This last time, I was enjoying watching a US women’s beach volleyball duo (for their athleticism. Get your mind out of the gutter!), when the announcer mentioned that one of them was married to a Dodger. I immediately started rooting for the North Koreans.

    Report

  2. Nationalism is why we enjoy the Olympics so much.

    I’m atheist and regard monarchy as an anachronism but I have to admit when Farah stepped onto that podium on August 11th I was screaming “God save the Queen”.

    Report

    • And The Fascist regime!*

      *In the States, NBC had a CGI intro that played a bunch of British rock and pop songs. One was Johnny Rotten snarling “God Save the Queen” but they cut off the obvious follow-up line of the song. This made really annoyed me. Possibly more than it should.

      Report

  3. The University of Kentucky had a more interesting season (like watching a train wreck) and brought far more joy to opposing fans than U of L. Heck, one ESPN commentator likened Robert Morris’s court celebration to the Zion rave scene in Matrix Reloaded.

    Report

  4. Pingback: Best of Saturday at the Final Four – FOXSports.com | World Enews

  5. Pingback: Best of Saturday at the Final Four – FOXSports.com | Myrun.asia

  6. Nationalism is certainly a big part of the reason I love the Olympics. Some sports (gymnastics, BMX and white-water canoeing/kayaking in summer; hockey and snow and ski cross and figure skating in winter) are just fun to watch regardless of who’s winning, but cheering on Canada is what makes all the other events fun.

    Report

  7. Pingback: Louisville beats Wichita State 72-68 in Final Four – Yahoo! Sports | World Enews

  8. We are more the sauerkraut and elephant garlic festival type around here. Did I just admit to that?

    If I had understood this about sports when I was growing up, I think I would have been better off. It’s always nice to feel like you belong, but I think a lot of kids (probably more girls than boys, but I could be wrong) aren’t taught the value of identifying with a larger community through the vehicle of sports.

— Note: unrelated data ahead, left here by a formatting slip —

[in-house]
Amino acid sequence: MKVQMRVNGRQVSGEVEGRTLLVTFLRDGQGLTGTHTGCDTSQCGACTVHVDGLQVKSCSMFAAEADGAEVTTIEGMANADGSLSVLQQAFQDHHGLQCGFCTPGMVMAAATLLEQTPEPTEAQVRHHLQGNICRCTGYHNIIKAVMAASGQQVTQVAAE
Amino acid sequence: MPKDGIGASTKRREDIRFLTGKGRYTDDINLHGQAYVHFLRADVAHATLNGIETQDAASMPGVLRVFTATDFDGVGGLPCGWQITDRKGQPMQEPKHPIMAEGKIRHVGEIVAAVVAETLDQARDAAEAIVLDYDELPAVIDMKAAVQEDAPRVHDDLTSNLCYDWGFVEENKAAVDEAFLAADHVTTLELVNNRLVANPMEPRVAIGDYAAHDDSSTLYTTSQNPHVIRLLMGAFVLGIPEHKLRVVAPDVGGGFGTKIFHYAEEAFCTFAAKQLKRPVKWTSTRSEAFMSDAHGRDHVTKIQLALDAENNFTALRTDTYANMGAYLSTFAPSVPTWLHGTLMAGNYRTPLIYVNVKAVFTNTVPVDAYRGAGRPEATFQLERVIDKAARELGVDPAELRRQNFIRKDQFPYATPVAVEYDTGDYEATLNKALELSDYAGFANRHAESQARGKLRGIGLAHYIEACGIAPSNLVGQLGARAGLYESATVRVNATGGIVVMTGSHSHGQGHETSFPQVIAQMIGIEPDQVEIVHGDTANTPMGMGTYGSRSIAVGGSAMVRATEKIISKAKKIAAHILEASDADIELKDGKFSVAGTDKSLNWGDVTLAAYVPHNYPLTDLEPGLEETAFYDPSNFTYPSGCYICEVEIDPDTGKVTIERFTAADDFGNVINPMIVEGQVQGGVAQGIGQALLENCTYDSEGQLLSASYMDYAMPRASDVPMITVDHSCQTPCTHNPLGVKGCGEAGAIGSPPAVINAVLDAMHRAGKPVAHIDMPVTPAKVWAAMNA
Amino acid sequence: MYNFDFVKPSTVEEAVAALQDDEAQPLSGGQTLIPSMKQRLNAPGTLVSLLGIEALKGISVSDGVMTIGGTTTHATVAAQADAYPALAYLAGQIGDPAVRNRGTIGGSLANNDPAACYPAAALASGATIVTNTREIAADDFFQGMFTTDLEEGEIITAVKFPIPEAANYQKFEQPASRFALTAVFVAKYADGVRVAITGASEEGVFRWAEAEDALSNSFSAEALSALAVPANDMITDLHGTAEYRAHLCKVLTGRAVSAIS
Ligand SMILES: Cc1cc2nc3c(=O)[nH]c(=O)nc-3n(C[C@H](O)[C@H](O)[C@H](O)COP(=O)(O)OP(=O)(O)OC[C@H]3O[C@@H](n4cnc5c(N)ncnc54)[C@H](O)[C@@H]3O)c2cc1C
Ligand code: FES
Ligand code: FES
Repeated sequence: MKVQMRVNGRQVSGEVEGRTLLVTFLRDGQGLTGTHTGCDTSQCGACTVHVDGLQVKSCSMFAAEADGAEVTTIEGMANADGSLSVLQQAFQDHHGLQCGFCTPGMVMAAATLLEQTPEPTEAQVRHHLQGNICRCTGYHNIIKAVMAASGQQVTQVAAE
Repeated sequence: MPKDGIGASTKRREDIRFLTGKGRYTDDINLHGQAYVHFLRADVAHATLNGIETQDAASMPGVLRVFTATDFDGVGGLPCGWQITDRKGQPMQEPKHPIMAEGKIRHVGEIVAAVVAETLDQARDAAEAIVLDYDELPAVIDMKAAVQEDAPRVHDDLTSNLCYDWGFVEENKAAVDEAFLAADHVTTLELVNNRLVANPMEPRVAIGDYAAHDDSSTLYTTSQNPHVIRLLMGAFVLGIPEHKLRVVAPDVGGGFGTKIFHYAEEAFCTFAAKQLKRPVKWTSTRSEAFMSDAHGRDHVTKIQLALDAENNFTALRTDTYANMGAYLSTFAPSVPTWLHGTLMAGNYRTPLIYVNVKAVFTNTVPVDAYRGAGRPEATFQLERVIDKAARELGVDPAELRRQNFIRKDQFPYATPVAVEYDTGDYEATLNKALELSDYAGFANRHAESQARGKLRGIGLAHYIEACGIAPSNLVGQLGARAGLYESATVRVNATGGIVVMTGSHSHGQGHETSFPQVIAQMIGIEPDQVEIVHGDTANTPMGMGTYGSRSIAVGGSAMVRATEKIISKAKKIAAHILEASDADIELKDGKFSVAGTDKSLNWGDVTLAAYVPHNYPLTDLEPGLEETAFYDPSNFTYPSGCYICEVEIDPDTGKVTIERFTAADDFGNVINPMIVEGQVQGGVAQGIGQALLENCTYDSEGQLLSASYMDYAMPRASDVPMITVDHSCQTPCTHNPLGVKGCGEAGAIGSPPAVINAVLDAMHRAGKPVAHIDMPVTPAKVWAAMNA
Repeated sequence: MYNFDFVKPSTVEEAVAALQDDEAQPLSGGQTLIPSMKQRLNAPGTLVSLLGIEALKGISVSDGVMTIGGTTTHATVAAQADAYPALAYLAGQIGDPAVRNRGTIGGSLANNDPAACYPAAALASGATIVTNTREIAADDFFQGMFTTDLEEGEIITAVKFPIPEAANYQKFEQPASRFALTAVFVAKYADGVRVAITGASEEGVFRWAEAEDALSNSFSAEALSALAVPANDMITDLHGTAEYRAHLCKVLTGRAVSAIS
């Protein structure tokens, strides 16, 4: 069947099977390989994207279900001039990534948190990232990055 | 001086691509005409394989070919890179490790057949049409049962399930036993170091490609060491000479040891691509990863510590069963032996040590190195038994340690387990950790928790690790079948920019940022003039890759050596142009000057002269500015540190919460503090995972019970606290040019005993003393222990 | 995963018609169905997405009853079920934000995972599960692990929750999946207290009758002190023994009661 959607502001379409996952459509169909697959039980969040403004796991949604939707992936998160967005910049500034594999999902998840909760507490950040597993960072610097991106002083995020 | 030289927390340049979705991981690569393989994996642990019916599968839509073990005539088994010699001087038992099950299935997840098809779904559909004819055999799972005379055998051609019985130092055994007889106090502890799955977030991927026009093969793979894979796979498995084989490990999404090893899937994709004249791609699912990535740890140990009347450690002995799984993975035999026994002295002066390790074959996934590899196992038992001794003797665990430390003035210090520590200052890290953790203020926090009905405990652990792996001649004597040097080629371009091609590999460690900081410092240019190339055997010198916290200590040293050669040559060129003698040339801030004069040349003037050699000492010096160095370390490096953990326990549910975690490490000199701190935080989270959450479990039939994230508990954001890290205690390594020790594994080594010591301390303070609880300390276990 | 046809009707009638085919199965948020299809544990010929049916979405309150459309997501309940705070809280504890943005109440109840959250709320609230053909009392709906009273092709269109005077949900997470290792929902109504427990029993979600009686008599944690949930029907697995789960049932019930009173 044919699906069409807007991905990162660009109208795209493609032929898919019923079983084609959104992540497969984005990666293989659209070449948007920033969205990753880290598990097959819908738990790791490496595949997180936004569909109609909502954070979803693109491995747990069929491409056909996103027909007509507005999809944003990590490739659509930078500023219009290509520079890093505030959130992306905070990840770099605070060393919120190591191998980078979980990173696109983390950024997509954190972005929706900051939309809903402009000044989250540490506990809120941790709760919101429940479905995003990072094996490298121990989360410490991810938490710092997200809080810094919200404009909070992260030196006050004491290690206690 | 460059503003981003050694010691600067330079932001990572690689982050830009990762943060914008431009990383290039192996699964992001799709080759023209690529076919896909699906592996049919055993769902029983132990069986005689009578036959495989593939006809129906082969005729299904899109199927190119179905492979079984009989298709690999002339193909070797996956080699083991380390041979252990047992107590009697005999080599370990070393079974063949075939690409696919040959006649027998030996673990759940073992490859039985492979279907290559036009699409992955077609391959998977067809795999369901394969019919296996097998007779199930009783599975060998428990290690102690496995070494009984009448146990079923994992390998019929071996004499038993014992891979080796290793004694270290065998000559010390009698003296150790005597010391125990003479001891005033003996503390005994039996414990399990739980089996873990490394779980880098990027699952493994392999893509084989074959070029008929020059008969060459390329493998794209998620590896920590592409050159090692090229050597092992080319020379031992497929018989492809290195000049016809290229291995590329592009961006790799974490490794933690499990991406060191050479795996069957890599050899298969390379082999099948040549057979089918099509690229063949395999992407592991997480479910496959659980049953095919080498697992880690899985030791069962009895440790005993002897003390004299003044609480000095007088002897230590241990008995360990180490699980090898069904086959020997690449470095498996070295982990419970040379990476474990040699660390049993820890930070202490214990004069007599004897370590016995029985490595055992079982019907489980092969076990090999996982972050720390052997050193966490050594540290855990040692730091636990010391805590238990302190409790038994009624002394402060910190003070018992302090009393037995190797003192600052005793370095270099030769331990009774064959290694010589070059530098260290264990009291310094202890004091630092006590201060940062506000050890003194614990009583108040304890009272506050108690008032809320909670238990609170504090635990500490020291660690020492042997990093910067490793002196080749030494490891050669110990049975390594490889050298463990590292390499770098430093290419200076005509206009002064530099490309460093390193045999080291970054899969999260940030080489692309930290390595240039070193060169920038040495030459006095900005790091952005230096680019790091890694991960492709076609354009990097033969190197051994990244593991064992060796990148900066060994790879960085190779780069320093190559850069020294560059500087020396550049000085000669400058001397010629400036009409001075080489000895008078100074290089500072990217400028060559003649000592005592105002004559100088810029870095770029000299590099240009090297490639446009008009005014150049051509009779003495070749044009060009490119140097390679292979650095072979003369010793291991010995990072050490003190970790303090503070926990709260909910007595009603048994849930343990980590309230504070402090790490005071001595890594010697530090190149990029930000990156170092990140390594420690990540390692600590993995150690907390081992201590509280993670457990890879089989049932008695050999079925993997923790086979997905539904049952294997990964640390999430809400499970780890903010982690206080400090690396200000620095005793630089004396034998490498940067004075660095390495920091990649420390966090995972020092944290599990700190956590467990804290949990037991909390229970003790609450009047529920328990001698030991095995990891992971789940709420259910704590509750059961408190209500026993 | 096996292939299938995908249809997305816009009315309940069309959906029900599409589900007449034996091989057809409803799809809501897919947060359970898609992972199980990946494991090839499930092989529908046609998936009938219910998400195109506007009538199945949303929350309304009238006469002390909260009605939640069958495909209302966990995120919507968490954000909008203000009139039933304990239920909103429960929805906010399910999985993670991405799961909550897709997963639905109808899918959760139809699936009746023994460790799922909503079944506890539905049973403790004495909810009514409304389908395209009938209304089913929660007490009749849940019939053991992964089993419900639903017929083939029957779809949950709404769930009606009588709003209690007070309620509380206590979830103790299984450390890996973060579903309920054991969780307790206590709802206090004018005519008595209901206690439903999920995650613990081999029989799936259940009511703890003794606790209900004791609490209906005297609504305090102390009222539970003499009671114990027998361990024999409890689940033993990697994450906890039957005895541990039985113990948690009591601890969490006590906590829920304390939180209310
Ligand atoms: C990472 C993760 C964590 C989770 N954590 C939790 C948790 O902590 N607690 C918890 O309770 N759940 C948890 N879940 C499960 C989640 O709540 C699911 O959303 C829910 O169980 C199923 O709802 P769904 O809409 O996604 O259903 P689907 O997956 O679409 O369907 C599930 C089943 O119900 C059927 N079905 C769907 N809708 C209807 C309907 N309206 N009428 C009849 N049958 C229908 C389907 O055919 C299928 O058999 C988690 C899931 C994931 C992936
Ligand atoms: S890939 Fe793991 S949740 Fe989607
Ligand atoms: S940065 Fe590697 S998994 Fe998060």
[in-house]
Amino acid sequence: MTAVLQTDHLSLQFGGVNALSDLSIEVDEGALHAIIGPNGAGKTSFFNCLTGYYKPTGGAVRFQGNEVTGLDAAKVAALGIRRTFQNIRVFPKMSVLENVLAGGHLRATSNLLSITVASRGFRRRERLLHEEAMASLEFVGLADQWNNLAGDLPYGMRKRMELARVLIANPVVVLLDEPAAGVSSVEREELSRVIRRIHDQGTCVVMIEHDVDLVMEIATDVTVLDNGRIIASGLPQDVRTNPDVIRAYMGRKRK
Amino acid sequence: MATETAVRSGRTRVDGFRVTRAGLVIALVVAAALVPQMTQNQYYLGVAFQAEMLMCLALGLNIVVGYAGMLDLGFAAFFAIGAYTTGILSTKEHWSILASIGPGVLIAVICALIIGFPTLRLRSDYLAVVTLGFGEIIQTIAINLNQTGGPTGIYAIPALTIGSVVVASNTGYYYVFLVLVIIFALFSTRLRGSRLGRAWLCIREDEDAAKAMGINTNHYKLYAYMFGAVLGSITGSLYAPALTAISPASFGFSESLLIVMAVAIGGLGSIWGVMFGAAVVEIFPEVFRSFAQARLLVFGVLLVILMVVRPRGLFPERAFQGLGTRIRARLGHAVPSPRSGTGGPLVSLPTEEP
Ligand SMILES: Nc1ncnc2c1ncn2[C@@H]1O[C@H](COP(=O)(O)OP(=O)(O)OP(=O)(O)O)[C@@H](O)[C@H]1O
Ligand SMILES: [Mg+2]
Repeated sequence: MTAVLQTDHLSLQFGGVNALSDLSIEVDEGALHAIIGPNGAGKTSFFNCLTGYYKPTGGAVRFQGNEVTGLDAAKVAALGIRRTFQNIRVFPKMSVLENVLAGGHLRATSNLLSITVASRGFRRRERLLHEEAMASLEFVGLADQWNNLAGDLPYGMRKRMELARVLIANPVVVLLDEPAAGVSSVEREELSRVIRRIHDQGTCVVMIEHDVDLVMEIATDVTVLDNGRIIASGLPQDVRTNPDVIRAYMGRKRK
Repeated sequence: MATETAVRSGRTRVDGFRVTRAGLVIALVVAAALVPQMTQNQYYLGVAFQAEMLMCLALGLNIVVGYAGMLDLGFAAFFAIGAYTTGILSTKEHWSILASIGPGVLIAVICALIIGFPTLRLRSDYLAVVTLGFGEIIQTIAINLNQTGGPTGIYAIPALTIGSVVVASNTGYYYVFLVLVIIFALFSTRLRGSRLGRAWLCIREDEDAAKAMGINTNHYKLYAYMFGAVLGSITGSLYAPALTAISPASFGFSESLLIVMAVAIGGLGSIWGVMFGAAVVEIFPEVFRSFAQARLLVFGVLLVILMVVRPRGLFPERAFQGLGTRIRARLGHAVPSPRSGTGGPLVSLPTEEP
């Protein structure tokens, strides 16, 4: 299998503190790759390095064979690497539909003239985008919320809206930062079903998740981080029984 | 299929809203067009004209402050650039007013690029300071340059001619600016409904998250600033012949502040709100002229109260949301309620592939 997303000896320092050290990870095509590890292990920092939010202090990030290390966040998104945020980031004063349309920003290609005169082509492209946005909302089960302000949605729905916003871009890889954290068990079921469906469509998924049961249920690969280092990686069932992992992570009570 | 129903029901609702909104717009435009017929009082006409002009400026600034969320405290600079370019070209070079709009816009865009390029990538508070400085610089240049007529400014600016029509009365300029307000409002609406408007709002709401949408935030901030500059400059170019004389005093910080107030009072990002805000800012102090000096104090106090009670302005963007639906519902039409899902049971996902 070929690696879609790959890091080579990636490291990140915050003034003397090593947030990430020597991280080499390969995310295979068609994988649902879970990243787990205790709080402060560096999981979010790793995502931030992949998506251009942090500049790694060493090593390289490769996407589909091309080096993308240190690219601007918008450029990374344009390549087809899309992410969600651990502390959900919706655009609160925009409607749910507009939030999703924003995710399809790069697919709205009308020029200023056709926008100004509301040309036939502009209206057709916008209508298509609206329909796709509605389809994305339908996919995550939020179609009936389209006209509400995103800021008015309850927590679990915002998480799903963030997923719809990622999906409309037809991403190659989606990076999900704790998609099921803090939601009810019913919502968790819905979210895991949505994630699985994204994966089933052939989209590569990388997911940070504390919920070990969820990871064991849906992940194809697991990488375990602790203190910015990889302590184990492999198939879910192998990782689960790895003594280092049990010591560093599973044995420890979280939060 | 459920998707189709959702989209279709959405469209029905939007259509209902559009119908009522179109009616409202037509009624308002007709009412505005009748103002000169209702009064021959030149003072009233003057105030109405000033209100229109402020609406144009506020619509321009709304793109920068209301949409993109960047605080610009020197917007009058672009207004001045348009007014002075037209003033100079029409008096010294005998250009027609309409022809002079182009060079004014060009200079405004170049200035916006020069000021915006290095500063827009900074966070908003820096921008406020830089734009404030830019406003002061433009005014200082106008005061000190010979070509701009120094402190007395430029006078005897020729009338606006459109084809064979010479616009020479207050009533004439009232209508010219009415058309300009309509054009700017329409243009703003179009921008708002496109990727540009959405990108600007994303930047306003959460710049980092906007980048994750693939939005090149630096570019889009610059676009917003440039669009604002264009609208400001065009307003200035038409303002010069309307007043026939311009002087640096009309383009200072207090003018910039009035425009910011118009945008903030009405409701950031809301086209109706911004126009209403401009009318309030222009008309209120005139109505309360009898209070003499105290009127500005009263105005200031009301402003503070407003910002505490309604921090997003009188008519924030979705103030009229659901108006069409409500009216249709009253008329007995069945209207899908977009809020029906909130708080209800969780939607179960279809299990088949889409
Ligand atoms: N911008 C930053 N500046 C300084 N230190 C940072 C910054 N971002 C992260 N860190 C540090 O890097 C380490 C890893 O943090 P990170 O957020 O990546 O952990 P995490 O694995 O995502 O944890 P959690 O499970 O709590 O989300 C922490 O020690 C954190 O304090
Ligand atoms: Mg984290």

Report

  9. I was taught to distinguish between nationalism and patriotism, with patriotism [good!] being a loyalty to one’s culture and a willingness to defend it, and nationalism [bad!] being a belief that one’s culture is superior to all others and a need to retaliate against anyone who expresses otherwise. It’s a pretty unsatisfying distinction; just as being a fearless teller of hard truths one day makes me an asshole the next, one man’s patriot is another man’s nationalist. At any rate, I totally do not mean this to quibble with your choice of words. What you’re describing obviously doesn’t fit my notion of nationalism, but “patriotism,” the way we usually use it, doesn’t seem entirely apt either.

    It comes up sometimes here in Japan because the word for patriot in Japanese has a wholly negative connotation for everyone except the far-right thugs and clowns who embrace it. Cheering on Japanese national teams in baseball and soccer is complicated – all the flag-waving and chanting was uncomfortable. Being able to root for the home team, when the home team is your own country, is something that many Japanese thought was reserved for “normal” countries, and is taken as a sign that Japan is beginning to put its darkest history behind it.